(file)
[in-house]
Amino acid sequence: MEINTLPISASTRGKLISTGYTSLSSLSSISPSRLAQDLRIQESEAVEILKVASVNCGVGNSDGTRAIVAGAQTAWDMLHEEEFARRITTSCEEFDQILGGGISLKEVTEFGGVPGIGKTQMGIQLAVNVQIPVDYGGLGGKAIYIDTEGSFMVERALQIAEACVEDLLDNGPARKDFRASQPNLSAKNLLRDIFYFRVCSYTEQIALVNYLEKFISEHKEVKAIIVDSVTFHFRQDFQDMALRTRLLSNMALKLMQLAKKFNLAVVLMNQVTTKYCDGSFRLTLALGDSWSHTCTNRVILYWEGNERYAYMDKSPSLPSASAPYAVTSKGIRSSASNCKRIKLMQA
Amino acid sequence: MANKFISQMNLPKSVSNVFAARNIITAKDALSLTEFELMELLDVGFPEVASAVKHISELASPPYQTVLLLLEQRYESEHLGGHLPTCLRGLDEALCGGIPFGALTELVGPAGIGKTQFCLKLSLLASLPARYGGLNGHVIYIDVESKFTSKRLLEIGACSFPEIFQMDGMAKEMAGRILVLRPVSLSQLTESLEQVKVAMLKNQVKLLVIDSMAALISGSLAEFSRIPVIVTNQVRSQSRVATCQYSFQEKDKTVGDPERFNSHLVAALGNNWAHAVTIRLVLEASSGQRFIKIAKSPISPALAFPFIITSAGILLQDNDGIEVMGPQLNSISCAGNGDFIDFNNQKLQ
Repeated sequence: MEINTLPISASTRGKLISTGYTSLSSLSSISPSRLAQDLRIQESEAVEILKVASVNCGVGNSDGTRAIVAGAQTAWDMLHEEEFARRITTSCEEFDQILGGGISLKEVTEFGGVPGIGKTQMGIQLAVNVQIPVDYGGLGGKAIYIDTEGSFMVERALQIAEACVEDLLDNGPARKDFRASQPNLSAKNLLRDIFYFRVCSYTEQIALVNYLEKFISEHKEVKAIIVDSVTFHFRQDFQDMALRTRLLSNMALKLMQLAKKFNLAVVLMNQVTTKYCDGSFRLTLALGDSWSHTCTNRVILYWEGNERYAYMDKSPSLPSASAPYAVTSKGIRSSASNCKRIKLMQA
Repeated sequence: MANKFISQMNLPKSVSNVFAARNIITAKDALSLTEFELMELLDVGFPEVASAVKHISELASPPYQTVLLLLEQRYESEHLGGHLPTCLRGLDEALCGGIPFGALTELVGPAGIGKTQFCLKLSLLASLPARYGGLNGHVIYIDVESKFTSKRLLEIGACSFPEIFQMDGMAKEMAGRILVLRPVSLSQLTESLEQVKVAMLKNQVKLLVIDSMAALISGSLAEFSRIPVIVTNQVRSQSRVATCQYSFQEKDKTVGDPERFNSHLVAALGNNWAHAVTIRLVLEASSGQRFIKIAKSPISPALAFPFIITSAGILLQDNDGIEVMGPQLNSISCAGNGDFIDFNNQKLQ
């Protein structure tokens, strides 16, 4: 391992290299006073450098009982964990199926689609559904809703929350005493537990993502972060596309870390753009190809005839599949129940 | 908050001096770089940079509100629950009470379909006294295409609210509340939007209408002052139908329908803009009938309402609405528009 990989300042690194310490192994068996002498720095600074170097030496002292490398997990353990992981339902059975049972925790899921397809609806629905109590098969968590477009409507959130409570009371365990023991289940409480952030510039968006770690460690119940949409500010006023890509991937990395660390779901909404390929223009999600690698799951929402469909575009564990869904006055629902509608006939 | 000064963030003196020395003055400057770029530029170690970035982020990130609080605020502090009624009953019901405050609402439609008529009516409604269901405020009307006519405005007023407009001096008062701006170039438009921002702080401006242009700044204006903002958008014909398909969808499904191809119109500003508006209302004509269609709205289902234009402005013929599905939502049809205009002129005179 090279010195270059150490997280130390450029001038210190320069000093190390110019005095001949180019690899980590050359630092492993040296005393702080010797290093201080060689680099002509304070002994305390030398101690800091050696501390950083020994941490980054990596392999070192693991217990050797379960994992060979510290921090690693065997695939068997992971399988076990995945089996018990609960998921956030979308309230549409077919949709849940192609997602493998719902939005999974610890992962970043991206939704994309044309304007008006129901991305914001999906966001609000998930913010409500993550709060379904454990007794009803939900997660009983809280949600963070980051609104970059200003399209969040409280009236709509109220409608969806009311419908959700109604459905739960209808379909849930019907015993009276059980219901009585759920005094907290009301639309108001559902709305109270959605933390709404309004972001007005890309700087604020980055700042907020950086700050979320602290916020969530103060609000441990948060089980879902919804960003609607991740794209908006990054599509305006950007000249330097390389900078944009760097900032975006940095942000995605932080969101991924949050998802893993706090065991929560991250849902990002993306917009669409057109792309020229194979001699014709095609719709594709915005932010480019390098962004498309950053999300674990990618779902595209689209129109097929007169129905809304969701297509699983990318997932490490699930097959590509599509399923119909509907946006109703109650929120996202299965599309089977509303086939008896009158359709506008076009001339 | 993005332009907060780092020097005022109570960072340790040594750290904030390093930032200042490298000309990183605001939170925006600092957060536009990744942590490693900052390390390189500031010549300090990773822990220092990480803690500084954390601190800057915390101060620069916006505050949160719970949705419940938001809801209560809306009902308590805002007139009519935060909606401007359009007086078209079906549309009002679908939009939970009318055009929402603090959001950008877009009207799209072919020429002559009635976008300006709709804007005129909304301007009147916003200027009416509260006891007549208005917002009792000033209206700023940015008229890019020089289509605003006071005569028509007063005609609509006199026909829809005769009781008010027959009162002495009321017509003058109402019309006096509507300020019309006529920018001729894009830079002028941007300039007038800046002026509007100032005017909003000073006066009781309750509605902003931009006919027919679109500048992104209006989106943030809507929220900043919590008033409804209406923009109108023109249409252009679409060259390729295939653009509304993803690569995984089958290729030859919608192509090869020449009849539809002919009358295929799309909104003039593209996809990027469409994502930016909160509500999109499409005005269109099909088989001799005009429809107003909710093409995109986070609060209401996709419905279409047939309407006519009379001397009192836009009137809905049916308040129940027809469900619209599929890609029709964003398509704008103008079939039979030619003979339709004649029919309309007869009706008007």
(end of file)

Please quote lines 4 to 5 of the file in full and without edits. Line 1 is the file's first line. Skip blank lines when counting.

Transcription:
Repeated sequence: MEINTLPISASTRGKLISTGYTSLSSLSSISPSRLAQDLRIQESEAVEILKVASVNCGVGNSDGTRAIVAGAQTAWDMLHEEEFARRITTSCEEFDQILGGGISLKEVTEFGGVPGIGKTQMGIQLAVNVQIPVDYGGLGGKAIYIDTEGSFMVERALQIAEACVEDLLDNGPARKDFRASQPNLSAKNLLRDIFYFRVCSYTEQIALVNYLEKFISEHKEVKAIIVDSVTFHFRQDFQDMALRTRLLSNMALKLMQLAKKFNLAVVLMNQVTTKYCDGSFRLTLALGDSWSHTCTNRVILYWEGNERYAYMDKSPSLPSASAPYAVTSKGIRSSASNCKRIKLMQA
Repeated sequence: MANKFISQMNLPKSVSNVFAARNIITAKDALSLTEFELMELLDVGFPEVASAVKHISELASPPYQTVLLLLEQRYESEHLGGHLPTCLRGLDEALCGGIPFGALTELVGPAGIGKTQFCLKLSLLASLPARYGGLNGHVIYIDVESKFTSKRLLEIGACSFPEIFQMDGMAKEMAGRILVLRPVSLSQLTESLEQVKVAMLKNQVKLLVIDSMAALISGSLAEFSRIPVIVTNQVRSQSRVATCQYSFQEKDKTVGDPERFNSHLVAALGNNWAHAVTIRLVLEASSGQRFIKIAKSPISPALAFPFIITSAGILLQDNDGIEVMGPQLNSISCAGNGDFIDFNNQKLQ